PAGE 17

3 the surrounding area including the creation of over a dozen parks, numerous natural areas, white water boat chutes and a multi use trail system. Denvers 11mile stretch of the South Platte River Trail is part of a much larger regional trail system that ex tends further north and South into neighboring communi ties. Majo r trails that connect to the South Platte Corridor in clude the Cherry Creek Trail, Lakewood Gulch Trail and Weir Gulch Trails.Improve ments to the water quality of the South Platte have also occurred, in particular since the enactment of the Federal Clean Water Act which required all discharg es to surface water to be permitted. Additional improvements to water quality have been realized through the installation of water quality improvement features in areas draining to the river, development of best management practices to control exposure of pollutants to stormwater, and imple mentation of infrastructure maintenance programs intended to pre vent pollutants in(Left:) The City and County of Denver (yellow) is shown within the Metropolitan region (grey). Railways and highways converge in Denver along the South Platte Corridor. (Below) Confluence of South Platte River and Cherry Creek circa 1974, prior to improvements and creation of Confluence Park (Below) View of Confluence Park with Central Platte Valley redevelopme nt in the mid ground, and Downtown Denver in the background. Image Source: The Greenway Foundation

PAGE 18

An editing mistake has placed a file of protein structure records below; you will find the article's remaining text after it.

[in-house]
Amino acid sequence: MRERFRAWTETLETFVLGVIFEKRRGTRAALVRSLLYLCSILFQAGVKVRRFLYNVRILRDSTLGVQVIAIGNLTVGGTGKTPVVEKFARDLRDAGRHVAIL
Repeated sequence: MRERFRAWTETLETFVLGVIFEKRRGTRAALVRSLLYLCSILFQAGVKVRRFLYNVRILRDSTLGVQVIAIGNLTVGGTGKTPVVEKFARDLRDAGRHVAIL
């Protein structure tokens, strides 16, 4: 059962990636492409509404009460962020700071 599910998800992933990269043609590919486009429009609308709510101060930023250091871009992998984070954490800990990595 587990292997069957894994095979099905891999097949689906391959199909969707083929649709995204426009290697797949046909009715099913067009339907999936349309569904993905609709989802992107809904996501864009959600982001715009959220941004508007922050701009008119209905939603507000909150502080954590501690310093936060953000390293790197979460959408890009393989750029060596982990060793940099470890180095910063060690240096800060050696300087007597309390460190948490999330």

SECTION 1. INTRODUCTION4 the sanitary sewers from reaching storm sewers. These enhancements have been a key factor in the economic resurgence of several areas adjacent to the River, the most notable being the Central Platte Val ley near downtown Denver. Central Platte Valley A Local Model for Riverfront Cleanup and Reuse As passenger and freight rail use declined in the 1980s, multiple rail companies were motivated to consolidate underutilized par allel railways that had long comprised a vast rail yard between downtown and the (Left) The Central Platte Valley continues to evolve as a significant reinvestment area to the north of downtown Denver. Redevelopment areas include the Commons Master Plan (A), The Commons West (B), Prospect (C), Coors Field (D), The Pepsi Center (E), Elitch Gardens (F) the Downtown Aquarium (G), The Childrens Museum (H) an d Mile High Stadium (I). The his toric Union Sta t ion (J) is being converted into a multimodal hub to connect existing light rail (2002) and bus transit, and future commuter rail that will open in 2016 to connect downtown Denver to the Denver International Airport. (Upper Right ) Commons Park under construc tion in the 19 90s following an exte nsive 10 year comprehensive planning process in the Central Platte Valley, consolidation of multiple railway lines, and completion of the Commons Master Plan. (Lower Right) Planning under the administra tion of Mayor Wellington Webb led to a rebirth of the Central Platte Valley. Commons Park and the nearb y Confl u ence Park have spurred sur rounding development in the Central Platte Val ley on vacated railways and industrial yards. river. While conducting a comprehensive planning effort for the area, Denver worked with the railroad companies to create what is know as the Consolidated Main Line (CML), which opened up extensive acreage to be sold to a master developer. A master planning and rezoning effort ensued, cou pled with public investment to remove viaducts, buil d new bridges and restore the river. Publ ic investment has resulted in extensive environmental remediation, park and river improvements that spurred sur rounding real estate development in the A C D B E F G H I J Downtown Jefferson Park Neighborhood Highland Neighborhood Auraria Campus Central Platte Valley N Image Source: Bing Maps

PAGE 19

5 Image Source: Project for Public Spaces Image Source: Project for Public Spaces

PAGE 20